Give For Good:

Gary Joiner, Ph.D.

Host of "History Matters"

Gary Joiner is a cartographer and an associate professor of history at LSU in Shreveport.  He is the author or editor of 12 books including “Shiloh and the Western Campaign of 1862,” “One Damn Blunder From Beginning to End: The Red River Campaign in 1864,” “Through the Howling Wilderness: The Red River Campaign and Union Failure in 1864,” “Red River Steamboats,” and “Mr. Lincoln's Brown Water Navy: Mississippi Squadron.”

Joiner was appointed chairman of Louisiana's Civil War Sesquicentennial Task Force and also serves on the Battle of New Orleans Bicentennial Commission.

Joiner’s commentaries air Tuesdays at 7:45 a.m. He explores a wide range of historical topics, and is currently working on a book compilation of his Red River Radio commentaries.

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7:45am

Tue February 10, 2015
Commentary

History Matters: Measles killed thousands of Civil War soldiers

Civil War hospitals like this one in Washington, D.C., treated soldiers for common maladies, such as malaria, typhoid fever, dysentery, and measles.
Credit Library of Congress

A multi-state outbreak of the measles, a highly contagious respiratory disease, has public health departments on guard. The measles outbreak reminds commentator Gary Joiner of how the disease spread during the Civil War.

History Matters is made possible in part by the Louisiana Endowment for the Humanities and Louisiana Cultural Vistas Magazine.

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7:45am

Tue February 3, 2015
Commentary

History Matters: Let's give props to TLC's 'Who Do You Think You Are?'

Tracing your family's genealogy can unearth a good bit of drama. Commentator Gary Joiner says TV producers are cashing in on those made-for-television moments in the TLC series 'Who Do You Think You Are?' The sixth season premieres Feb. 24.

History Matters is made possible in part by the Louisiana Endowment for the Humanities and Louisiana Cultural Vistas Magazine.

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7:45am

Tue January 27, 2015
Commentary

History Matters: Prohibition in America brought unexpected changes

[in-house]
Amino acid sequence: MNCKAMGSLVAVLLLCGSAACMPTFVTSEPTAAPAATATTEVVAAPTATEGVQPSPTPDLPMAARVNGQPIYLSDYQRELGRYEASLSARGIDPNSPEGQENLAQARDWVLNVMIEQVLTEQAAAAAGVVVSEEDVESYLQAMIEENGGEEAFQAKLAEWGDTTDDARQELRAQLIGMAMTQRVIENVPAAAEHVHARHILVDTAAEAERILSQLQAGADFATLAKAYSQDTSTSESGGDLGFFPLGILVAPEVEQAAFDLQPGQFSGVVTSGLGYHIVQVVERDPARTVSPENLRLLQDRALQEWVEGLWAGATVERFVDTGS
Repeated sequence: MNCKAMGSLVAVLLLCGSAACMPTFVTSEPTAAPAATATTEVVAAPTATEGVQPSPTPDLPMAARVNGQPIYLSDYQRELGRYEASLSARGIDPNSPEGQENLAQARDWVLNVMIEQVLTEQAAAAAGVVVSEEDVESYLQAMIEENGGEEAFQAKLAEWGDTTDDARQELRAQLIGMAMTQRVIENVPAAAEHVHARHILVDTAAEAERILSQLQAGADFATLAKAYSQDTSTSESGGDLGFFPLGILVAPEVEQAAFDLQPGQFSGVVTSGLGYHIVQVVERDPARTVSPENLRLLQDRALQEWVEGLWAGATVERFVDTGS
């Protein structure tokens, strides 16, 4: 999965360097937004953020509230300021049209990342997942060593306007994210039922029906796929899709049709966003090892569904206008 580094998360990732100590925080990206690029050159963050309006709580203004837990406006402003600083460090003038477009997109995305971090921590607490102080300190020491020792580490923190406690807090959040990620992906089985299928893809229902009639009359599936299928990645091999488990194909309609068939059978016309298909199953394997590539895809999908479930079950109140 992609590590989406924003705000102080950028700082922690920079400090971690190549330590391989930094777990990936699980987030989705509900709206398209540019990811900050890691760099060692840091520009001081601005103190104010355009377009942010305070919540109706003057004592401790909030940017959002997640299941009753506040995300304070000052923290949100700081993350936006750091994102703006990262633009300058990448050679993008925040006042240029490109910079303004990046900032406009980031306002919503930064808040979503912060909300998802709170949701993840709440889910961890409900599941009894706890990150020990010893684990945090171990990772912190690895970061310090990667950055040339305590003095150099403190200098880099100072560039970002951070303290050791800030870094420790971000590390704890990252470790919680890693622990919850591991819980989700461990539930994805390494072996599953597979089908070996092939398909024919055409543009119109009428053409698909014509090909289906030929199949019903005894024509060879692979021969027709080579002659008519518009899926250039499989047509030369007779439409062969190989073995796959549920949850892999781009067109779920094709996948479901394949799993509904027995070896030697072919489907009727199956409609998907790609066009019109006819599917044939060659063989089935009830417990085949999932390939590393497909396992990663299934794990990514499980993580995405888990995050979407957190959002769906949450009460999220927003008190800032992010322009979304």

Panola College in Carthage, Texas, opens a traveling exhibit Wednesday on the Prohibition era. 

  Commentator Gary Joiner provides an overview of this tumultuous time in American history.

Panola College in Carthage, Texas, opens a traveling exhibit tomorrow on the prohibition era. Commentator Gary Joiner is here to discuss this tumultuous time in American history.

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7:45am

Tue January 20, 2015
Commentary

History Matters: O.Winston Link's photographs documented steam locomotion and Louisiana life

O. Winston Link, "Girl Eating Honeycomb, Donaldsonville, LA," 1937. Copyright W. Conway Link.

Centenary College's Meadows Museum of Art features a photography retrospective, “Images of Excellence: The O. Winston Link Centennial,” running through Jan. 31. The photographer's son, Shreveport resident W. Conway Link, helped curate the exhibit. It features more than 50 black and white photographs, including three large bodies of Link's work—his Louisiana series, his commercial photography, and his steam locomotive series. Commentator Gary Joiner explains who was O. Winston Link.

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7:45am

Tue January 13, 2015
Commentary

History Matters: American Cemetery is a Natchitoches treasure

Credit Tom Boyd

Commentator Gary Joiner highlights American Cemetery in Natchitoches, the oldest cemetery in the Louisiana Purchase. Established around 1737, the cemetery is only a few years younger than the town itself, and its historic landscape is filled with trees and wildlife. It is located on the 200 block of Second Street in the Natchitoches Historic District and open to the public during daylight hours.

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